The distributive property is used A LOT in Algebra! It is essential that you MASTER this skill in order to solve algebraic equations.
First we are going to make sure that you have the proper background knowledge, so let's look at a simple math problem:
2(3 + 4) = ?
2(7) = 14
Since this problem contains all numerals, we can use the order of operations and solve inside the parenthesis first.
We know that 3 + 4 = 7 and then multiply 7 by 2 and we get our answer of 14! That's basic math.
But, in Algebra we often don't know one of the numeric values and a
variable (letter) is used in it's place. Let's look at another example:
2(x + 4) = ?
In this problem, we don't know the value of x, so we can't add x + 4. But... we do want to simplify it a little further by removing the parenthesis. So, this is when the distributive property comes in handy.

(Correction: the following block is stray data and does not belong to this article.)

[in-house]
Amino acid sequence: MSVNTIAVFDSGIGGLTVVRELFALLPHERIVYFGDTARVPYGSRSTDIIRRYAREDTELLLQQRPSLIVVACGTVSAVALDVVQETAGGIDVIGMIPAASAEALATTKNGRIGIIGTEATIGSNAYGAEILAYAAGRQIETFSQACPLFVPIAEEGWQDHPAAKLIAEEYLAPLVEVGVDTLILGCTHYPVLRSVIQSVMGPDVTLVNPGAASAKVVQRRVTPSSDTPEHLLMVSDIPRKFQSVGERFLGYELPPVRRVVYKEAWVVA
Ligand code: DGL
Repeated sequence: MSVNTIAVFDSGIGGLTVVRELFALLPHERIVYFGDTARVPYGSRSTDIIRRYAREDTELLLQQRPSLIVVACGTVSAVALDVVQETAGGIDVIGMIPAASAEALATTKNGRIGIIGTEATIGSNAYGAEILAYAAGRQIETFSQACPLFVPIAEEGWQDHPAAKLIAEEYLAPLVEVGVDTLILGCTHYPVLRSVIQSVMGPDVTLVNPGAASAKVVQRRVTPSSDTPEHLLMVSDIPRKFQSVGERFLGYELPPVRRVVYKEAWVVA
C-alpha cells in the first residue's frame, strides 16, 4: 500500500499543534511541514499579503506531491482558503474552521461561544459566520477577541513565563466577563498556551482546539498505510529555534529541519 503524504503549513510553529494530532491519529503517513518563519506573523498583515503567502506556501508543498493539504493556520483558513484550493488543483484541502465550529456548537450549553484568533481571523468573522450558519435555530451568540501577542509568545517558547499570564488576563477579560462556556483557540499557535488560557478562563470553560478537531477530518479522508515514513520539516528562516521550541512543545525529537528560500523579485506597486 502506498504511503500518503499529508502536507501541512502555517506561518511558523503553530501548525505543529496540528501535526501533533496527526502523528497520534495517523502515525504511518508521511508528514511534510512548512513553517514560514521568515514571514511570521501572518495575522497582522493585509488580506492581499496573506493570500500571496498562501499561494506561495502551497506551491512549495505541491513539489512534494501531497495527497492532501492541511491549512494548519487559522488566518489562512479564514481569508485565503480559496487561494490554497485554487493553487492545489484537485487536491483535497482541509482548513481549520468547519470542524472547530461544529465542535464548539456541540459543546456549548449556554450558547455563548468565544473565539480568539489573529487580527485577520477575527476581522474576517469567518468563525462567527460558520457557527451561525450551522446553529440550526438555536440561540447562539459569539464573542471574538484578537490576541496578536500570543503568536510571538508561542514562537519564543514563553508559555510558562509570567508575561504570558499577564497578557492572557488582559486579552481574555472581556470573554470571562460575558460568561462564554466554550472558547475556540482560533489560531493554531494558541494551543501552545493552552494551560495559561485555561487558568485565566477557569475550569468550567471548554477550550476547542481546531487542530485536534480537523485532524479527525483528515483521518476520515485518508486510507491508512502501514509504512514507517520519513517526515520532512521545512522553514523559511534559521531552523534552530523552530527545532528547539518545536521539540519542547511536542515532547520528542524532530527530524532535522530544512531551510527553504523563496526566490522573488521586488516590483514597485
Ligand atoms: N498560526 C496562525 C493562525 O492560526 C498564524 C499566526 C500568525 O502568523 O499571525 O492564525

To prove that this property works, look at the model below.
This is a model of what the algebraic expression 2(x+4) looks like using Algebra tiles.
The problem 2(x+4) means that you multiply the quantity (x +4) by 2. You could also say that you add (x+4), 2 times which is the way it is shown in the model. You can see we got an answer of 2x + 8 using the models.
We would get the same answer using the distributive property! Let's take a look.
Here's a couple of other examples for you to study. Copy the examples onto your paper and do them with me.
Example 2 is very similar to example 1 above. The only difference is the minus sign. Inside of the parenthesis, we have the expression (x-7), so notice how my answer also contains the minus sign.
In example 3, I'd just like to point out that sometimes you may have a coefficient with x. For example, inside of the parenthesis, we have the expression (4x - 5). You can still multiply 2 times 4x to get 8x.
For example 4, notice that we are distributing a negative number. This becomes tricky because we have to pay careful attention to our signs. Take a look.
The distributive property is also used when solving equations. Click here if you are solving equations and need to know how to use the distributive property.
Ready to Try a Few On Your Own?
Click here to try a few practice problems.